The Computer Games Industry: New Industry, Same Old Issues

The Computer Games Industry: New Industry, Same Old Issues

DOI: 10.4018/978-1-4666-2107-7.ch003
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This chapter aims to: provide the reader with an in-depth look at the persistence of gendered occupational segregation, through a discussion of the relatively new industry of computer games; highlight how important this new sector is in terms of cultural and economic impact in countries throughout the world, including the UK and USA; and provide an overview of the situation of women working in this industry and reasons given for their low representation in the industries workforce.
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Impact Of The (Computer) Games Industry Today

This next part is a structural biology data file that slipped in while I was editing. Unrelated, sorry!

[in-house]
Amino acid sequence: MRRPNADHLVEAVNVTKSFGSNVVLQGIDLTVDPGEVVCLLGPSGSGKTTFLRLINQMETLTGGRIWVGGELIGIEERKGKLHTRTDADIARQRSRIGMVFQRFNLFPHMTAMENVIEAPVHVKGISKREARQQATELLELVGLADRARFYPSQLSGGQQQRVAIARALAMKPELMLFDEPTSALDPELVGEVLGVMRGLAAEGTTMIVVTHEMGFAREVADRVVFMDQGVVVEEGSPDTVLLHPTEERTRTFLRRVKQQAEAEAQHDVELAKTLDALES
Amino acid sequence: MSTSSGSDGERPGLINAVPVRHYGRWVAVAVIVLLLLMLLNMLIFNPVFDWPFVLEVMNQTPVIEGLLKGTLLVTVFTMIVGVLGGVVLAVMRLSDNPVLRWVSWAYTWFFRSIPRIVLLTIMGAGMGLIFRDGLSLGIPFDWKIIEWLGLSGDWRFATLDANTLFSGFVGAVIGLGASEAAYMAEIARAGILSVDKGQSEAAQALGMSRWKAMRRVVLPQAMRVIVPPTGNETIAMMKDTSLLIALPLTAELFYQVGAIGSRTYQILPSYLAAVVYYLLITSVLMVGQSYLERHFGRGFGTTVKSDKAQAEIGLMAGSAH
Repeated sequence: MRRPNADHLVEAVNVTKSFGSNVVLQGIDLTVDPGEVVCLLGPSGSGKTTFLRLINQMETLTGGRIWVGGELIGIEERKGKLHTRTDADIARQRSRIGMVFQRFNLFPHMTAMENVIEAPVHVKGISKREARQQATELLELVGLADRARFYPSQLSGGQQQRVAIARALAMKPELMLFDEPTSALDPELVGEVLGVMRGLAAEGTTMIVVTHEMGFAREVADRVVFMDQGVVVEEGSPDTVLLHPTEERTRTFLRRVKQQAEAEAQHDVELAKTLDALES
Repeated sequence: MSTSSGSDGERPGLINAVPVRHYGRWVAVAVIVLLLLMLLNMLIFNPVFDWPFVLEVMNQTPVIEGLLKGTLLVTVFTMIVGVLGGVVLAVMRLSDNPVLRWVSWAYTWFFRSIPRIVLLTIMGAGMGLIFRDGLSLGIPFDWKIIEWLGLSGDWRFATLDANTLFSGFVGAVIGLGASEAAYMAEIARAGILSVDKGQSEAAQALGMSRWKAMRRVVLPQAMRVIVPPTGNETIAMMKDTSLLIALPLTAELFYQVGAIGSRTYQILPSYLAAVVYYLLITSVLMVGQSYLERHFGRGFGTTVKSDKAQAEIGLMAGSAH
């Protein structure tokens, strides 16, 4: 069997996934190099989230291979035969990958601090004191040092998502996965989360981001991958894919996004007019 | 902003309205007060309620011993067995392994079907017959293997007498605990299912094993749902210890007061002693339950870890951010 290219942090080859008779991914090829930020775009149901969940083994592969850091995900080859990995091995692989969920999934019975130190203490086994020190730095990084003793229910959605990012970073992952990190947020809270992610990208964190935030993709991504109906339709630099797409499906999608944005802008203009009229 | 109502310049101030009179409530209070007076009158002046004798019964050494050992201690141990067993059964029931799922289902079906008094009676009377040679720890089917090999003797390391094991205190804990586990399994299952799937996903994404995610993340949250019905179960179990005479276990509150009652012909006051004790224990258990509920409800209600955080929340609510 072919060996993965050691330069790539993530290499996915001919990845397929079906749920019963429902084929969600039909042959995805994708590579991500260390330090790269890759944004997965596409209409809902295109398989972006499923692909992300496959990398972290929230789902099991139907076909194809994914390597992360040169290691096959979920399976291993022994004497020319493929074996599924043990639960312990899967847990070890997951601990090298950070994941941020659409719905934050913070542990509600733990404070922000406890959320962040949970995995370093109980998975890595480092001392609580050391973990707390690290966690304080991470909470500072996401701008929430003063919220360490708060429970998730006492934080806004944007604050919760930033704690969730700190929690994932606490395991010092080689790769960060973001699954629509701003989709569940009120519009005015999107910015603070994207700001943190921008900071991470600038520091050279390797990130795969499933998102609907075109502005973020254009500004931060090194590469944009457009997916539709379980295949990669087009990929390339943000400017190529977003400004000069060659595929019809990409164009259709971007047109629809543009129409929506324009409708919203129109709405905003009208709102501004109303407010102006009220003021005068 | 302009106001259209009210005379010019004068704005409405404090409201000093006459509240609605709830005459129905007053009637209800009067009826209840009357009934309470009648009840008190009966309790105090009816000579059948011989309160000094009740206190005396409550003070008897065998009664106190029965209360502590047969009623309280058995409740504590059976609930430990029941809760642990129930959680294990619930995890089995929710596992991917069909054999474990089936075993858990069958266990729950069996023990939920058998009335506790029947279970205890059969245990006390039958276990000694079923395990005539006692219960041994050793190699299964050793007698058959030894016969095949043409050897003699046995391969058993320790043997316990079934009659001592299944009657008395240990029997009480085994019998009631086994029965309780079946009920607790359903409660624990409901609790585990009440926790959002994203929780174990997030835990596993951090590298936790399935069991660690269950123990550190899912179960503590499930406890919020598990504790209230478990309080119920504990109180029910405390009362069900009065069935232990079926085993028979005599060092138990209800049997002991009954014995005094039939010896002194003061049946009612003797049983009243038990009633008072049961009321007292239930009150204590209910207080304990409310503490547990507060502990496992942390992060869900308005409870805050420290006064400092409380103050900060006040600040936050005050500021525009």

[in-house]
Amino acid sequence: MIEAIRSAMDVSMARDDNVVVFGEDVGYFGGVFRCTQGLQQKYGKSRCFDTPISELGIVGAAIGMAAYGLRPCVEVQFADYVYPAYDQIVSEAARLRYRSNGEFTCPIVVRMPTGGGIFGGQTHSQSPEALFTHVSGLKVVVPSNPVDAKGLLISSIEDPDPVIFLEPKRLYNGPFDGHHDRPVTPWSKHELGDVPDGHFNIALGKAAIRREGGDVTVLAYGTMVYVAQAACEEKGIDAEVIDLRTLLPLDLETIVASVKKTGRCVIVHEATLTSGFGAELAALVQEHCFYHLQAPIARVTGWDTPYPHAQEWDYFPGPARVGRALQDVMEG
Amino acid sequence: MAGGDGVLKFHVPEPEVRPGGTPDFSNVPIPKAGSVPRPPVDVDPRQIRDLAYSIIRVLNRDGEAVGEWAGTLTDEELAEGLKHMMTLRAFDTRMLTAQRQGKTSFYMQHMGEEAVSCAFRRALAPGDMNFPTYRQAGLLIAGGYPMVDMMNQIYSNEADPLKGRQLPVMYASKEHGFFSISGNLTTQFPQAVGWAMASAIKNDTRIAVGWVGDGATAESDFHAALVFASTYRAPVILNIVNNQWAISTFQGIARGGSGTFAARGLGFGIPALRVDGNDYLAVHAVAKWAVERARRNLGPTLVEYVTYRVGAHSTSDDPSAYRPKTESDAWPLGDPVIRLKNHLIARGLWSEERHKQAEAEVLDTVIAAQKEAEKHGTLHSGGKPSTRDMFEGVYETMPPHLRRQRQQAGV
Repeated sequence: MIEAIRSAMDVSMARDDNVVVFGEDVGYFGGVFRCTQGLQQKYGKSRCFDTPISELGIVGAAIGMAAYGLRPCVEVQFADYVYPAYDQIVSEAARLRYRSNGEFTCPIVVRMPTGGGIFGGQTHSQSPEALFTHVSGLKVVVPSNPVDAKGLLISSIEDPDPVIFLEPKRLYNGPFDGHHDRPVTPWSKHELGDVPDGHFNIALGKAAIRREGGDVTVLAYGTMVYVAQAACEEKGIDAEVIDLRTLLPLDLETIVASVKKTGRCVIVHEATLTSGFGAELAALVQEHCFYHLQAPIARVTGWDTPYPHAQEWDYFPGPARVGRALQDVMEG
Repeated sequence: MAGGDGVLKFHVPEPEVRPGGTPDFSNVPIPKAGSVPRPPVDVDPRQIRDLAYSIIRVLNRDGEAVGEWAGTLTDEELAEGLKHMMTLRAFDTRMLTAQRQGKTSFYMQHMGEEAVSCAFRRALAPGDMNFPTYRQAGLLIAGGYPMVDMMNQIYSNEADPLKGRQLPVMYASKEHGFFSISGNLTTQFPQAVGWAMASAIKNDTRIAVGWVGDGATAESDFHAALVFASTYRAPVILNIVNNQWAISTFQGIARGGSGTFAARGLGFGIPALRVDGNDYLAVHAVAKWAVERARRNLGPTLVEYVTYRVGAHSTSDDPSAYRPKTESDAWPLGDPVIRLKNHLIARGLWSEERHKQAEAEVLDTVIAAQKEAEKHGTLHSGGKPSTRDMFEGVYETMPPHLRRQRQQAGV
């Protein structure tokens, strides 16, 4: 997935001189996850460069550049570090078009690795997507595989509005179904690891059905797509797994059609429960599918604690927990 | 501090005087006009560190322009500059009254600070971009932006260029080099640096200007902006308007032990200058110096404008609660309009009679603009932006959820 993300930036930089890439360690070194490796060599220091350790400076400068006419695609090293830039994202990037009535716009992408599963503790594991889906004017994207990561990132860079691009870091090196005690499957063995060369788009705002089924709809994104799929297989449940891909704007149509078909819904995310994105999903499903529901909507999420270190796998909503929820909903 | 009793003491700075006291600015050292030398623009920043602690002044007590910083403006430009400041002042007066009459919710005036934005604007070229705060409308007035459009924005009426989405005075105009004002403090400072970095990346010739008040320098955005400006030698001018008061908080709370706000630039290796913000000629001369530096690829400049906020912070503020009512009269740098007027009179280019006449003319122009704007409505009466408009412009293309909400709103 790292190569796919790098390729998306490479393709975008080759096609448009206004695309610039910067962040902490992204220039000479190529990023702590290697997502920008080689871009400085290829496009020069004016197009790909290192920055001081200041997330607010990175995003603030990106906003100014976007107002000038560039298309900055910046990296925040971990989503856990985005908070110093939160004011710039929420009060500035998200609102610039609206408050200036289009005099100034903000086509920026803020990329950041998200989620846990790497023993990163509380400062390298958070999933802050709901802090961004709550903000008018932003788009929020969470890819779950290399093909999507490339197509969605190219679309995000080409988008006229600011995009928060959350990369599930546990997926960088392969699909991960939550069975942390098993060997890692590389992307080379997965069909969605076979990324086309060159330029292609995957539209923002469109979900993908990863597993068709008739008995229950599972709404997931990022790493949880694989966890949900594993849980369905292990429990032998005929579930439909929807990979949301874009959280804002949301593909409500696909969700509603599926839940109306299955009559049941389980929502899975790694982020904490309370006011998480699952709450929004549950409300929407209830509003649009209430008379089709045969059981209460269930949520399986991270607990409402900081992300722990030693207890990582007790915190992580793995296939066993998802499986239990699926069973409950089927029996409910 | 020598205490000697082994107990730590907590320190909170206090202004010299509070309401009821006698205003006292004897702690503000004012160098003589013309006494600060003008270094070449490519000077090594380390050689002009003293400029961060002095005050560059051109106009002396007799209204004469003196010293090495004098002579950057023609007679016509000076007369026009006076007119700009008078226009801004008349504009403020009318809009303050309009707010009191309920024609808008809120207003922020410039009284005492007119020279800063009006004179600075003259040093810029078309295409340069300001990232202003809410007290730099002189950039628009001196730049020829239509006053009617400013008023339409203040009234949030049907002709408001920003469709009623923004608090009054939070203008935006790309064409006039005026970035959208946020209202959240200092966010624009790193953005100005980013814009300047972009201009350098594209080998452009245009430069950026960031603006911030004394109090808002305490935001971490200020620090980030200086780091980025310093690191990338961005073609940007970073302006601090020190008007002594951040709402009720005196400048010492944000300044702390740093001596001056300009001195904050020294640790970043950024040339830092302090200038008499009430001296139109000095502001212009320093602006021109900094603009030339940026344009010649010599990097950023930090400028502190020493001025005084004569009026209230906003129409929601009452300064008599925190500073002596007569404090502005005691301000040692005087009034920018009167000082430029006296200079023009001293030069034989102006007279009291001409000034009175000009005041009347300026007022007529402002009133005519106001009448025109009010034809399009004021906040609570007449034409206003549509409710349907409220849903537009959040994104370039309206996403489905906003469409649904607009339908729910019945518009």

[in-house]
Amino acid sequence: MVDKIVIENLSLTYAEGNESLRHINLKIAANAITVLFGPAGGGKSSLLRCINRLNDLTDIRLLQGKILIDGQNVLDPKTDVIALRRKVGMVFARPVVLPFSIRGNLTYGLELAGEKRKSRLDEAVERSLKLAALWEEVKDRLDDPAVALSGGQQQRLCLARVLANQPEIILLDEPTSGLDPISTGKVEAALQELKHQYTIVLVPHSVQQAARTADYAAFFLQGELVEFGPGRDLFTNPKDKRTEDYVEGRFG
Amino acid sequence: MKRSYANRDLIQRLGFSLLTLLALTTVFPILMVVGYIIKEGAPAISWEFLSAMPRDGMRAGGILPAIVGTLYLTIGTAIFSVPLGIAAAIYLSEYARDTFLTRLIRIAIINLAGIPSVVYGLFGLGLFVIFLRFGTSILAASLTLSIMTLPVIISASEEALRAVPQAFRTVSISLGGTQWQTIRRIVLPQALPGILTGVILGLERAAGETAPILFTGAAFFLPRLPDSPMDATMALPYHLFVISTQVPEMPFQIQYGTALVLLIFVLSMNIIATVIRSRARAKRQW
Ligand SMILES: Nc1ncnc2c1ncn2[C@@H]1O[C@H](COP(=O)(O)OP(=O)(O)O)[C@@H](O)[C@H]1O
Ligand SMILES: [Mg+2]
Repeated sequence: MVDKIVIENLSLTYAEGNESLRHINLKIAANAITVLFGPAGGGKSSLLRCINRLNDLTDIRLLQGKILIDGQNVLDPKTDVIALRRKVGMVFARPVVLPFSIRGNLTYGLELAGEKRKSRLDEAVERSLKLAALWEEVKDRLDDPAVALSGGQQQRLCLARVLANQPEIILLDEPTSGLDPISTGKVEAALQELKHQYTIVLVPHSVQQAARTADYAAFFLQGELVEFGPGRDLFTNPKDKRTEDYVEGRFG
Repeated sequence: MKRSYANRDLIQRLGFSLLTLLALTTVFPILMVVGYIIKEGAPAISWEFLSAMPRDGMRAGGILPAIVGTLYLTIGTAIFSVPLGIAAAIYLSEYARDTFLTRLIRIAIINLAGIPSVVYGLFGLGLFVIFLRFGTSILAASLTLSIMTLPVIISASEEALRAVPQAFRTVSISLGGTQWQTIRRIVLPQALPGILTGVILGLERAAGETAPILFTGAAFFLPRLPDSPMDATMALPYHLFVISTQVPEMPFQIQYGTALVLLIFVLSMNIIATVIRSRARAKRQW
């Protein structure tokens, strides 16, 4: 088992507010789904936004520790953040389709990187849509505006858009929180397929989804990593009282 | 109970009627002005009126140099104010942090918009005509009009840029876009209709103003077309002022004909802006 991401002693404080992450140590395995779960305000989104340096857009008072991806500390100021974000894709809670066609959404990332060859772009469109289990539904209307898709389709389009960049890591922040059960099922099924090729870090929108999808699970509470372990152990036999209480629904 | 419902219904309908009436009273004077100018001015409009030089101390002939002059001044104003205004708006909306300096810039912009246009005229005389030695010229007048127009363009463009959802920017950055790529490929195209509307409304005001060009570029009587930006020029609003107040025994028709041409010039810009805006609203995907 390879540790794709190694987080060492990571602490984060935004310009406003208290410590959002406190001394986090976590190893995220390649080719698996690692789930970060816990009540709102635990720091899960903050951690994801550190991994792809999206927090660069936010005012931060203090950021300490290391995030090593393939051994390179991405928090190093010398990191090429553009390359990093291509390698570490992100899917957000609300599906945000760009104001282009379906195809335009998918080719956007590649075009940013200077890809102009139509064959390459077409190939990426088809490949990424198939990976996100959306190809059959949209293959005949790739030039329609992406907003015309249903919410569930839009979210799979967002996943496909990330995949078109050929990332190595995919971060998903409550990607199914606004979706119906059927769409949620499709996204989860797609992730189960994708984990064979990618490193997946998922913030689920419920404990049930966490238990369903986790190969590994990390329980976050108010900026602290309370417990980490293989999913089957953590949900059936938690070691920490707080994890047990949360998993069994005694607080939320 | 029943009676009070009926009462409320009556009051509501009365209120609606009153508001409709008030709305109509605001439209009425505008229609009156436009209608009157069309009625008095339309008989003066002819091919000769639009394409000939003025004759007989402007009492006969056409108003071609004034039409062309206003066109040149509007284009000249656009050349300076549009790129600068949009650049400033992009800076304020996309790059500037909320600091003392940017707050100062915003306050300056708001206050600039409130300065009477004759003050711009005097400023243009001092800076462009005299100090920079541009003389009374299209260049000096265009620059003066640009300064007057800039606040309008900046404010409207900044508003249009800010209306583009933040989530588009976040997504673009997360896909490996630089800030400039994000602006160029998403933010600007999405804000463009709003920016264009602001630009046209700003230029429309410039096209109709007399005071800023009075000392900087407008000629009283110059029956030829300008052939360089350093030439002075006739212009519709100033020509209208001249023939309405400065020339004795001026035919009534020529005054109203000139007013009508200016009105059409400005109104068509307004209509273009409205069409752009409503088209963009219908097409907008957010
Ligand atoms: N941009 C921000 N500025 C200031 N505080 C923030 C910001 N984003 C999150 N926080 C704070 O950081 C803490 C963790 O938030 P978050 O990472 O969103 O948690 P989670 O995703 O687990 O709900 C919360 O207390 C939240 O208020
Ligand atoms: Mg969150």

The computer games industry is one of the fastest growing sectors of the 21st century. In 2004, the industries worldwide worth stood at 20b Euros for software and hardware (ISFE, 2004, see Krotoski, 2004). More digital games are sold in the US and UK than books (Bryce and Rutter, 2003). The estimated turnover of the UK computer games industry in 2008 was £625 million, with a direct contribution to UK GDP (Gross Domestic Product) of approximately £400 million (Oxford Economics, 2008). A staggering 273.5 million computer games were sold in the USA in 2009 (ESA, 2011). The increasing dominance of computer games as a mainstream leisure activity is illustrated by the ESA who reported that in 1996 the American entertainment and software industry sold about $2.6 billion in sales revenue, in 2009 sales had increased to £20 billion (ESA, 2011). Computer games are a growing part of our culture, with a number of related activities including magazines, internet communities, and blogging. The games industry has also been recognized for influencing sales in other industries, such a as increasing the demand for high definition television (ESA, 2011).

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